How Nations With Huge Populations Can Provide Food to Their People

There are certain nations that happen to have huge populations. In that regard, we are looking at the likes of the United States, China and India. One challenge that these nations with huge populations often face is that of providing food to their huge numbers of people. You may argue that it is ultimately the individuals who have to work for their own sustenance, and that it is therefore the individuals who provide their own food. And that may be true, but you also have to understand that in the bigger scheme of things, it is the governments that have to ensure that their people are well fed. So, how do the nations with huge populations go about tackling this challenge?

Well, one way in which nations with huge populations can provide food to their people is by promoting large scale, scientific agriculture. There are constraints that the nations opting to take this route have to deal with. The first of those is the land constraint: as there is a limit to the amount of land available for agricultural endeavors. The huge population tends to put pressure on the land: because each and every person requires some bit of land to live on, yet the land is also required for agriculture. Often, nations may be forced to forcibly evict people from certain swathes of land, so that the swathes of land can be used for agriculture. There are also climatic constraints: where certain nations’ (or at least certain regions’) climates are simply not suitable for agriculture. Irrigation may be fronted as an alternative, but there are constraints there: like where lack of suitable water bodies, such as rivers or lakes, makes irrigation impossible.

Another way in which nations with huge populations can provide food to their people is by taking the route of importation. Again, there are constraints to be dealt with here. The first of these constraints has to do with the fact that countries from which the food is being imported have their own food needs. Thus, a nation that decides to depend entirely on importation of food ends up putting its food security in the hands of another nation: which can be a perilous course of action.

Another route that is taken is the hybrid route: where a nation endeavors to locally produce as much of its food as possible, and then import the deficit. The good thing with this route is in that it does away with the risks inherent in relying entirely on importation of food.

What Makes Population Control Difficult

The subject of population control is a difficult one. You just have to bring it up for discussion in any forum, for you to get an idea as to how emotive it can be. We will now venture to look at some of the specific things that make population control so difficult.

The first thing that makes population control difficult is the fact that all human beings are inclined to reproduce. Thus, human beings are unlike other species, in which the weaker members of the species are often willing to forego reproduction, in favor of the stronger members — for the benefit of the entire species. With human beings, it is different: everyone – or pretty much everyone — wants to leave their genetic footprint on the planet. Those who are born in turn want to reproduce. So the population has to keep on rising, through a geometric progression: leading to a situation where the human population may simply become unsustainable.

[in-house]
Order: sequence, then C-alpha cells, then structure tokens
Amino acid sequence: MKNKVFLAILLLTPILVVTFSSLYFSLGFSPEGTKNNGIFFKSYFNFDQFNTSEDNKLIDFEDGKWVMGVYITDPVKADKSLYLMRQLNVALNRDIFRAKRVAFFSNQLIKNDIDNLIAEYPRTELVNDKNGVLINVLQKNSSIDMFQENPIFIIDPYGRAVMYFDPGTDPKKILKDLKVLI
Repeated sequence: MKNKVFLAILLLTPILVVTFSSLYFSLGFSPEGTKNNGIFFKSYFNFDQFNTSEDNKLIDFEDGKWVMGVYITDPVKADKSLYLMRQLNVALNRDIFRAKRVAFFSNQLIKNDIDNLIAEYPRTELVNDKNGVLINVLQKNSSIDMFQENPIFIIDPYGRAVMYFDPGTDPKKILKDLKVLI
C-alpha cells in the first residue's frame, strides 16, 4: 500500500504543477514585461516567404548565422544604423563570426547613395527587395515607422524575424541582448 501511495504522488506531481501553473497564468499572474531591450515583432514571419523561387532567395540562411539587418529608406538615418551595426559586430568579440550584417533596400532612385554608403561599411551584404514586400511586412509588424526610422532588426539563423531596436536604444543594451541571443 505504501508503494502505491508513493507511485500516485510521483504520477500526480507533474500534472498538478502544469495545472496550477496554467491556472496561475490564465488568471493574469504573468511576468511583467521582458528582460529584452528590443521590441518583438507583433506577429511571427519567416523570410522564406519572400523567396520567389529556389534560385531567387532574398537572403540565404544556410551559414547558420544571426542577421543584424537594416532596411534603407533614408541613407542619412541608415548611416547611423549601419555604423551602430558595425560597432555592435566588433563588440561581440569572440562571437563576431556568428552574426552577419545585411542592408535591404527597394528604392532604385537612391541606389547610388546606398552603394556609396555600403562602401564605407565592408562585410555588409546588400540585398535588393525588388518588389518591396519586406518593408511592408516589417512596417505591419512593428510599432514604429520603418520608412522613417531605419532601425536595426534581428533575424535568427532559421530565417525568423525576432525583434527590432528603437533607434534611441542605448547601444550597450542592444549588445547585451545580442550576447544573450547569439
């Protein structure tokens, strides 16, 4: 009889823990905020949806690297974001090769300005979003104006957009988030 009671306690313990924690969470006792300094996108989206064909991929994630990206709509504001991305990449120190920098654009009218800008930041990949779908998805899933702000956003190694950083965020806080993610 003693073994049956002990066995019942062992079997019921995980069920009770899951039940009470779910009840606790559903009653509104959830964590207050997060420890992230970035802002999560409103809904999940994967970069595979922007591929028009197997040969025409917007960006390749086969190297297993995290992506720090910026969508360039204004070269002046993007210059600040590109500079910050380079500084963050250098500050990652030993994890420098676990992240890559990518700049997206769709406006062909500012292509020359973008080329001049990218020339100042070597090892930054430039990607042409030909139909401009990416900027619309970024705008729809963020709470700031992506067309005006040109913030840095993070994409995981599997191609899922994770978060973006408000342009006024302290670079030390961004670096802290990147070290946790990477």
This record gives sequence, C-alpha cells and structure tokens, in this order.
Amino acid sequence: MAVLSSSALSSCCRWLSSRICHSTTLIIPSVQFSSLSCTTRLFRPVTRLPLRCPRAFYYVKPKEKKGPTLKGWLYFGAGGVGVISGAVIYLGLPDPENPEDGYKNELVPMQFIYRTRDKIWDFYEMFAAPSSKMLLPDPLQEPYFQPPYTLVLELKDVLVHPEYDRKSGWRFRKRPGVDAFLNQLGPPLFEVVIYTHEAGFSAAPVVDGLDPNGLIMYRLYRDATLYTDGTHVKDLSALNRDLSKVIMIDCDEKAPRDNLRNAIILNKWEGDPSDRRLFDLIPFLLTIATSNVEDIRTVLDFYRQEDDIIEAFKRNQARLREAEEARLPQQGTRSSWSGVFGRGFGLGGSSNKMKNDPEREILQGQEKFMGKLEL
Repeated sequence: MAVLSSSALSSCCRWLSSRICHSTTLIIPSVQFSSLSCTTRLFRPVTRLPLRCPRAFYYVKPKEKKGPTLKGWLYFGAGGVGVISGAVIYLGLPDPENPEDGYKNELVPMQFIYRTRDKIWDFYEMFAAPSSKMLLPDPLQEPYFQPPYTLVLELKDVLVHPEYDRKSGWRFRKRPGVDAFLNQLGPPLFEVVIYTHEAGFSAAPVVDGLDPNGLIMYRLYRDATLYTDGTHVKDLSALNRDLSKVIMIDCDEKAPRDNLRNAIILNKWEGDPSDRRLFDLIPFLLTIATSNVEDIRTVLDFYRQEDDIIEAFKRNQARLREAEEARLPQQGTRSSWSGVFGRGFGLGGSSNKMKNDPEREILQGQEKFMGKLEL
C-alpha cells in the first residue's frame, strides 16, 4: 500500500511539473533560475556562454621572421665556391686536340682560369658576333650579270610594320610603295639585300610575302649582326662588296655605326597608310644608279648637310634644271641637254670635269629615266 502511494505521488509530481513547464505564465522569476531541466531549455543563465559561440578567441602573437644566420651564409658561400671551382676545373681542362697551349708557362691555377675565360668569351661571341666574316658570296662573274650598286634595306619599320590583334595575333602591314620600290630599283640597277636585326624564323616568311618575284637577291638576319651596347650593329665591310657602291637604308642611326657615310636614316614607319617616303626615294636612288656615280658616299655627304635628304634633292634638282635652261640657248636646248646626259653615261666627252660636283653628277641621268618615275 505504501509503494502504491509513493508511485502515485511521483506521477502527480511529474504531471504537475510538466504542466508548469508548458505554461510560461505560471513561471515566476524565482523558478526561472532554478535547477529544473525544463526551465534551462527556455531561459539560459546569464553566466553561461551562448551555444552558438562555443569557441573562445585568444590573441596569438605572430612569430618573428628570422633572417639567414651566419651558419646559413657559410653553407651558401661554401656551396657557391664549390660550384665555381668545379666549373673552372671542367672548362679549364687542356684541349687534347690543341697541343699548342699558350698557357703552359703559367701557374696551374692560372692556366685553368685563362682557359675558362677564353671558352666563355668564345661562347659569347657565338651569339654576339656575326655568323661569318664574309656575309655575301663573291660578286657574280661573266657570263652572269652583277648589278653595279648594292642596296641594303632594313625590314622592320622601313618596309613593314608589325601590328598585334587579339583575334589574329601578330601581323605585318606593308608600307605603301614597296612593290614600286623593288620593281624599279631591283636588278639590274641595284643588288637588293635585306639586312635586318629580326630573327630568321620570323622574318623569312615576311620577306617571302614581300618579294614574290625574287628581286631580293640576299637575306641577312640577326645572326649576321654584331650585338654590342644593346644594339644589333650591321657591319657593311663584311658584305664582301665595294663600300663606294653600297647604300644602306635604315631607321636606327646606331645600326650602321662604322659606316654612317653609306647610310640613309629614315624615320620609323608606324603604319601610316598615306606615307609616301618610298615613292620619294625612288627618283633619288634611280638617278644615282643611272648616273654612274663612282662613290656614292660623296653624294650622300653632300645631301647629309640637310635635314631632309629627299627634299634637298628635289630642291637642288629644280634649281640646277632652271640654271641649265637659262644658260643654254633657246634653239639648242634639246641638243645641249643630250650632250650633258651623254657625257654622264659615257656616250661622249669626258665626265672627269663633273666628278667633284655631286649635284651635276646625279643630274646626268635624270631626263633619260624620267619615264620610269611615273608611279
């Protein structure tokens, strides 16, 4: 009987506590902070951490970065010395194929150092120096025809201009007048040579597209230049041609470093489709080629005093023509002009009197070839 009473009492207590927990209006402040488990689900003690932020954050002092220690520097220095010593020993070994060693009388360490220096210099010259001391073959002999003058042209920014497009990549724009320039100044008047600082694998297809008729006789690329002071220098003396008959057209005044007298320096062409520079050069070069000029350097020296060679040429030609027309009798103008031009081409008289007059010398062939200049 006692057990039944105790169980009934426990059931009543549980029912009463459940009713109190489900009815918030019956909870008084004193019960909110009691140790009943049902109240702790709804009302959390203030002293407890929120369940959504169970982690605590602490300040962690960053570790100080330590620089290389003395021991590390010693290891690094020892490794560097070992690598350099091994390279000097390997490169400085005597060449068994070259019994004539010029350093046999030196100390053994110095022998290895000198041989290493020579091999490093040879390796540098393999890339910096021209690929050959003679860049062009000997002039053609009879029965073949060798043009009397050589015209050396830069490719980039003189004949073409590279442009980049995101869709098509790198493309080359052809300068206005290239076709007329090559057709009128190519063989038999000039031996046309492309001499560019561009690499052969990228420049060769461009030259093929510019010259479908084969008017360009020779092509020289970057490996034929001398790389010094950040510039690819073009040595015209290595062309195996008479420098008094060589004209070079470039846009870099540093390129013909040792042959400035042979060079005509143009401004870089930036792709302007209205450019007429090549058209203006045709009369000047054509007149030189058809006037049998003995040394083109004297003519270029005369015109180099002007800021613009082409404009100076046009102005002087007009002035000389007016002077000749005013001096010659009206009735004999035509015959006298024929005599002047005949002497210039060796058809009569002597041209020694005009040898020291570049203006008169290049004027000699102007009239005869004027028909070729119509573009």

The second thing that makes population control difficult is the fact that different religions have different thoughts on the subject. Generally though, we find that religions are in favor of unfettered reproduction. That would have been alright, were it not for the fact that the natural population control mechanisms that apply for other species don’t apply for human beings. Thus, for instance, human population control through disease doesn’t work well: for human beings have discovered cures for most illnesses. Human beings no longer have other species preying on them and therefore human population control through predation doesn’t work either.

The third thing that makes population control difficult is the fact that the different (artificial) methods that can be used to achieve it all have their side effects. So there is really no perfect birth control method. Thus we have even the folks who see the benefits of controlling the human population being in a dilemma. If they opt for the birth control methods that entail the use of hormonal formulations, then they know that they will have to live with certain consequences. If they opt for the barrier-based birth control methods, they know that they will have to live with certain consequences as well. And if they opt for the permanent birth control methods that basically involve sterilization, they know that they will have to live with certain side effects as well, besides the fact that the permanency/virtual irreversibility of these birth control methods scares many people.